Kyulo works to produce and interpret our patient satisfaction survey. A native of Tibet, he was instrumental in inviting the Dalai Lama, the Tibetan spiritual and political leader and Nobel Peace Prize winner, to UCLA.
How do you get information about patient satisfaction? I measure and report on patient satisfaction at Ronald Reagan UCLA Medical Center and UCLA Medical Center, Santa Monica. Every inpatient at Ronald Reagan and Santa Monica, and most of the outpatients, receive a two-to-six-page survey that asks them about their experiences: How was your doctor's behavior? Was your doctor courteous? Was your doctor respectful? How was your nurse's behavior? Did your nurse provide explanations about your medication, potential side effects, and what it is for? How was the call button response? Were you helped getting to the bathroom? We get responses back on 20 to 35 percent of the surveys we send out. My job is to create the health system's patient experience surveys, use my knowledge of biostatistics, data analysis and programming to interpret the data and translate them into something meaningful. I then produce a clean report so the hospital leadership team, director and managers can understand what they need to do to improve.
How does UCLA measure up? Overall, Ronald Reagan UCLA Medical Center is number one among University Healthsystem Consortium Hospitals, which includes 76 academic medical centers. On two global measures where the questions are "Would you recommend this hospital to friends and family members?" and "How would you rate this hospital?" UCLA ranks number one. I would say we're very good!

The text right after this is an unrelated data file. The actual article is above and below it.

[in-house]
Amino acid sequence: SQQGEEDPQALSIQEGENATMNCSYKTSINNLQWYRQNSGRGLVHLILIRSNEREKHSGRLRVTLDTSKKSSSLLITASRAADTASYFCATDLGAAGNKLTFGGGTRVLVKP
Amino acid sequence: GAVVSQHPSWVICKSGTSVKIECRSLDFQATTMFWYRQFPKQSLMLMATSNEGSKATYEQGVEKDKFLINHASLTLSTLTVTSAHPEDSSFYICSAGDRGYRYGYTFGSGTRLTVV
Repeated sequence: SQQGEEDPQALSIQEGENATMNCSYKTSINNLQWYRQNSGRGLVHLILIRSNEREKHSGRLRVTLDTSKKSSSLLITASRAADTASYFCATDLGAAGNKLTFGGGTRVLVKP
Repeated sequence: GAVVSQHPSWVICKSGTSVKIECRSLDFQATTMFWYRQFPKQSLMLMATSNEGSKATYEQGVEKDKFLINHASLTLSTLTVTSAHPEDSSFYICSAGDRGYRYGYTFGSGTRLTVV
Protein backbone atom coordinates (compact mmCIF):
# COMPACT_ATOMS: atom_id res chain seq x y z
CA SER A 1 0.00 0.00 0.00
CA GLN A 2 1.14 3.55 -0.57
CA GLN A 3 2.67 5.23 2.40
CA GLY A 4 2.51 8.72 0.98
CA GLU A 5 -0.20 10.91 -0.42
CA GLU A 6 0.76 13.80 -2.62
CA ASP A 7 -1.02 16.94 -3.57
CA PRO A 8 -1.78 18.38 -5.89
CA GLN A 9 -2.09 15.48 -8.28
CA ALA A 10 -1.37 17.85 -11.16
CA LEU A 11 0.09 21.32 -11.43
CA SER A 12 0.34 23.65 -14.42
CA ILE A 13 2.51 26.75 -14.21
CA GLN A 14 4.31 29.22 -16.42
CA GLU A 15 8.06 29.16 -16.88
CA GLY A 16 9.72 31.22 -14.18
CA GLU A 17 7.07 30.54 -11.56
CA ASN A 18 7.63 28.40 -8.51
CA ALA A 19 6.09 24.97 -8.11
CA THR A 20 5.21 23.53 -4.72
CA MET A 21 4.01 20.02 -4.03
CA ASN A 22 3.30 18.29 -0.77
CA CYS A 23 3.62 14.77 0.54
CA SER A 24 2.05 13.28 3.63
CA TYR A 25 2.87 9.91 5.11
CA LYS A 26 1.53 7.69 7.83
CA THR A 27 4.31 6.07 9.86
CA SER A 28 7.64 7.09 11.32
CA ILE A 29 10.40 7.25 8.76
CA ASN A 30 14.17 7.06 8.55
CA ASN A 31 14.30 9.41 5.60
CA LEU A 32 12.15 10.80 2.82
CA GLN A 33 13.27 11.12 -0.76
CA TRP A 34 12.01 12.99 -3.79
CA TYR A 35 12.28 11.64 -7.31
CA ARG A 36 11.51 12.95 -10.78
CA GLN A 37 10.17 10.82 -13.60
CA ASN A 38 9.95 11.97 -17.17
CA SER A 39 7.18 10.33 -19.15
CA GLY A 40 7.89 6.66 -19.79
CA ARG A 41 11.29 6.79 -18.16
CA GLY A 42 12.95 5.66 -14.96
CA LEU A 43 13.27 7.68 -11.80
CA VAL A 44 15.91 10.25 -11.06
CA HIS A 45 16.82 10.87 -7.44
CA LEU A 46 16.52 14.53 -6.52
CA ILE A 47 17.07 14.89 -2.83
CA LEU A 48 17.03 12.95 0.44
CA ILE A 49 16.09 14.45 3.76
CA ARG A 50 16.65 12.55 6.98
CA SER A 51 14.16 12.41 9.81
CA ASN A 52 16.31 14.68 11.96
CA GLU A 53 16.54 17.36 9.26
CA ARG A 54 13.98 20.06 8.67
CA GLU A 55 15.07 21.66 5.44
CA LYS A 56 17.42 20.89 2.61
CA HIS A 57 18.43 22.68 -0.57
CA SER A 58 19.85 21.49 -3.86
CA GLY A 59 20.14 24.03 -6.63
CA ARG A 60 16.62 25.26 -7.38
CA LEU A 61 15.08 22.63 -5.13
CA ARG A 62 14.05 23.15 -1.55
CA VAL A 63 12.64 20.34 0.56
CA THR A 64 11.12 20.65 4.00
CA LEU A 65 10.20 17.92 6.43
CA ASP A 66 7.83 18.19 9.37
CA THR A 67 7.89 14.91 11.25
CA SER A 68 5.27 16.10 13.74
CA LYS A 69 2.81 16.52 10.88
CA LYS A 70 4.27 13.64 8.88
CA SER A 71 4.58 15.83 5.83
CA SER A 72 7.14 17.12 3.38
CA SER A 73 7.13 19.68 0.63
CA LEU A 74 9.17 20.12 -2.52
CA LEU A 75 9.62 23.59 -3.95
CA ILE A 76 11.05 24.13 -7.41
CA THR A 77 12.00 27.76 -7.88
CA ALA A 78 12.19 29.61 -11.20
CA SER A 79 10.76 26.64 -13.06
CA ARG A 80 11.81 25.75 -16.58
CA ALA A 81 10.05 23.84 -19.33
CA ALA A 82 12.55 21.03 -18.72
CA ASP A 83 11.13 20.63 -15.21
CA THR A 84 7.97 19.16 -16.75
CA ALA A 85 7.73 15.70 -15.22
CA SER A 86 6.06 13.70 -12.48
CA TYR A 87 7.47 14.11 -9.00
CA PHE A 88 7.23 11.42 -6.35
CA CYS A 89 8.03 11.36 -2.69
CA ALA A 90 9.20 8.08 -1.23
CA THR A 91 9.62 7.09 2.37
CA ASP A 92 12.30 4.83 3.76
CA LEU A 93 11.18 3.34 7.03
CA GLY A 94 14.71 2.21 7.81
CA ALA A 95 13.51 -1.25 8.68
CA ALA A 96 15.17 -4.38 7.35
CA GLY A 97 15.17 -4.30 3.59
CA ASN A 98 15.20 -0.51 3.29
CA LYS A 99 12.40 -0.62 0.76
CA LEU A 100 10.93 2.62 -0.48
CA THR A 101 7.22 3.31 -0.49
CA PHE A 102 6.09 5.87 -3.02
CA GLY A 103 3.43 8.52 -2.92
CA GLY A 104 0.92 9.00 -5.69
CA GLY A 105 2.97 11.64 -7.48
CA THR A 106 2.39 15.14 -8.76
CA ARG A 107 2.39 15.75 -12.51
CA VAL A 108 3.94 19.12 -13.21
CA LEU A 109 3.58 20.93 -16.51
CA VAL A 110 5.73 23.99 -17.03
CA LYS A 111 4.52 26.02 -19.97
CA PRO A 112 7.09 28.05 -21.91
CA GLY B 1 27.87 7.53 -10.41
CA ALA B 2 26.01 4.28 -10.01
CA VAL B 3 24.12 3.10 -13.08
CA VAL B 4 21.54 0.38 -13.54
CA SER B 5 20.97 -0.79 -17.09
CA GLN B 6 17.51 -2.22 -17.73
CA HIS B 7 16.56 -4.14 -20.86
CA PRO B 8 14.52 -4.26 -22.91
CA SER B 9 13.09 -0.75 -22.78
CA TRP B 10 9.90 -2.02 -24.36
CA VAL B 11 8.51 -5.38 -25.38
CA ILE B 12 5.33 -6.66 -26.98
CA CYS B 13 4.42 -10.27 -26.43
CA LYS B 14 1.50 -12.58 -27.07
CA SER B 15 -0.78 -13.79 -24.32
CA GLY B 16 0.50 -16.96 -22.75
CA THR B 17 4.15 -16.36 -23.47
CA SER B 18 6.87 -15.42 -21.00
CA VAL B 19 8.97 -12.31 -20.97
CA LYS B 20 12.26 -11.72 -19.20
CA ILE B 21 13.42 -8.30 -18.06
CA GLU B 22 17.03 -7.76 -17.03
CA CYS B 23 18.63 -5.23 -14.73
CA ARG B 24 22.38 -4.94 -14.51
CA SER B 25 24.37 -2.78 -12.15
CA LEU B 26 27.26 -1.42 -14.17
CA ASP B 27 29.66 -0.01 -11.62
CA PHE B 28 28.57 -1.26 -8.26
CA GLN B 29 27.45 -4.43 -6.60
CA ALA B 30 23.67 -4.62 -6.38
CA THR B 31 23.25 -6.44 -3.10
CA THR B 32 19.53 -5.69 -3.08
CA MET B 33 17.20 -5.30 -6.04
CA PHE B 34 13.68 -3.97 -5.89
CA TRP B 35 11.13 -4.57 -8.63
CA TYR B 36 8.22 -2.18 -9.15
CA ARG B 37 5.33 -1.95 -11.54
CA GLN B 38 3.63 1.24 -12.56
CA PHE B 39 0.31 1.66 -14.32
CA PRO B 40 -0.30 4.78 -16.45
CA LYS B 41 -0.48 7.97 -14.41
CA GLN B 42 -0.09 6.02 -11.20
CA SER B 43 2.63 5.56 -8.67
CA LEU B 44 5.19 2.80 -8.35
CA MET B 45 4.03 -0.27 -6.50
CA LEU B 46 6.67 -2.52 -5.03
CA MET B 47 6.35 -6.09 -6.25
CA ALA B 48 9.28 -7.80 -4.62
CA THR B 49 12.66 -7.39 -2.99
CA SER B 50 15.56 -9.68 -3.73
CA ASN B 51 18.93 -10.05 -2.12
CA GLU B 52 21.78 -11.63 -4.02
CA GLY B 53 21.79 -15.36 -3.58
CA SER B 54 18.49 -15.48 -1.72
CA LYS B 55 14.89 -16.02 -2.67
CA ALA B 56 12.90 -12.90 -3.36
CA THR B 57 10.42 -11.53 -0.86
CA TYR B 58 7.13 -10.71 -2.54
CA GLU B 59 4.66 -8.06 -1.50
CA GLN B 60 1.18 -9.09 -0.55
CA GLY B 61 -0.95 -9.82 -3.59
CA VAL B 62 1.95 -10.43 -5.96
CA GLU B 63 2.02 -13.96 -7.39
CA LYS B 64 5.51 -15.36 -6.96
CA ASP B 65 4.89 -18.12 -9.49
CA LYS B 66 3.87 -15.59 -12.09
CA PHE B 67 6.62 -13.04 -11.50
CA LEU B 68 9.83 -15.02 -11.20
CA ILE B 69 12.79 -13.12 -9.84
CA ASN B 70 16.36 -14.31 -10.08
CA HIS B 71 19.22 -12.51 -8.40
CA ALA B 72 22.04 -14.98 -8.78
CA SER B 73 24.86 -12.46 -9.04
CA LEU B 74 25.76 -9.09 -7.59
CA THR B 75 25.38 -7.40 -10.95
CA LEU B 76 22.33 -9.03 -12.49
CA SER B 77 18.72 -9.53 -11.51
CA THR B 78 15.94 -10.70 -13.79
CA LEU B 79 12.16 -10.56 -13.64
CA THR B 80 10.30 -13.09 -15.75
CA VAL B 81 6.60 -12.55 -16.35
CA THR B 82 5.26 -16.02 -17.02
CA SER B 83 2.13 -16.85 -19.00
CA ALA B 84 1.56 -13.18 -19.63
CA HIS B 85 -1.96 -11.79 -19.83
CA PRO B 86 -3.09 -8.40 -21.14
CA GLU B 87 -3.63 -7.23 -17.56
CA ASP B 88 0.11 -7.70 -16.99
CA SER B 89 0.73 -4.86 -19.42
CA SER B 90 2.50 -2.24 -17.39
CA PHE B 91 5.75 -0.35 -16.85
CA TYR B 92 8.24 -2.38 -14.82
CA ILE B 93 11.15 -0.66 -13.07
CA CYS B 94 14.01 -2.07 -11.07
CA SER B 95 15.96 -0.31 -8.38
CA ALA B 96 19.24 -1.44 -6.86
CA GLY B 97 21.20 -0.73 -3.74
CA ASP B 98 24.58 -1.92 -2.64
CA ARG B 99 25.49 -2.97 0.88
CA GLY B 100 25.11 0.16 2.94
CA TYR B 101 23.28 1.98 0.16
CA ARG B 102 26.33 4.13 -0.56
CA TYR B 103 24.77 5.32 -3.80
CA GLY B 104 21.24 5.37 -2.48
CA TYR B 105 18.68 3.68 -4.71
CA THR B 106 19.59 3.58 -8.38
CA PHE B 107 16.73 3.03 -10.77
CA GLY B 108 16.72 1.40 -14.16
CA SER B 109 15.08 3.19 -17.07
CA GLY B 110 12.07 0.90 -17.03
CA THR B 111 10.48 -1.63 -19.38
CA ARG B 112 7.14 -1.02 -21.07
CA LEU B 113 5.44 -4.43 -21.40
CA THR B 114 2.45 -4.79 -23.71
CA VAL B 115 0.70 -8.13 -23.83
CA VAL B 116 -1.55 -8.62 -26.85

What do you most enjoy about your job? I like my job because it has direct impact on the hospital performance improvement program and positively impacts the experiences of our patients. We do something called "patient rounding" when we go into their rooms, the labs, etc., and ask about their experiences. I enjoy my direct involvement and I like it when the patients are satisfied with the services they receive at UCLA.
How did you become involved in inviting Tenzin Gyatso, the 14th Dalai Lama, to UCLA? About five years ago, I was president of the Tibetan Association of Southern California, which has about 300 members and a mission to protect and preserve Tibetan culture. During that time, UC Santa Barbara had invited the Dalai Lama to its campus. I accompanied the representative of the Offices of Tibet, who coordinates between His Holiness's office and outside organizations, on a site visit to UC Santa Barbara and I thought, "Why can't we do that?" When I asked the Office of Tibet about inviting His Holiness to UCLA, he didn't say yes and wasn't encouraging because so many universities were applying to His Holiness to come to their campuses. But then I contacted the UCLA Center for Buddhist Studies, about the idea and thery were very interested. When Chancellor Gene Block agreed to lend his support, we met together a few times to write a proposal or invitation, which we presented to His Holiness at a brief meeting. We were thrilled when His Holiness accepted.
What was it like to meet with the Dalai Lama? For Tibetans, it is an honor and a blessing to meet with His Holiness, the Dalai Lama, so I consider myself very fortunate. It is also my duty to protect the Tibetan culture and help it flourish in any way I can. His Holiness told me "you are an ambassador, you represent Tibet, so do good in anything you do." Everyone knows they have to do good for self, family, job, career and community. But if you are told by His Holiness to do a very good job because you represent Tibet, that's very empowering. I think of that every day.
What are your other hobbies or interests? I play basketball every Sunday and like to take short trips with my family. We send our children to Tibetan school every Sunday to learn about Tibetan culture and language. I also like going to temple. It's more peaceful there.
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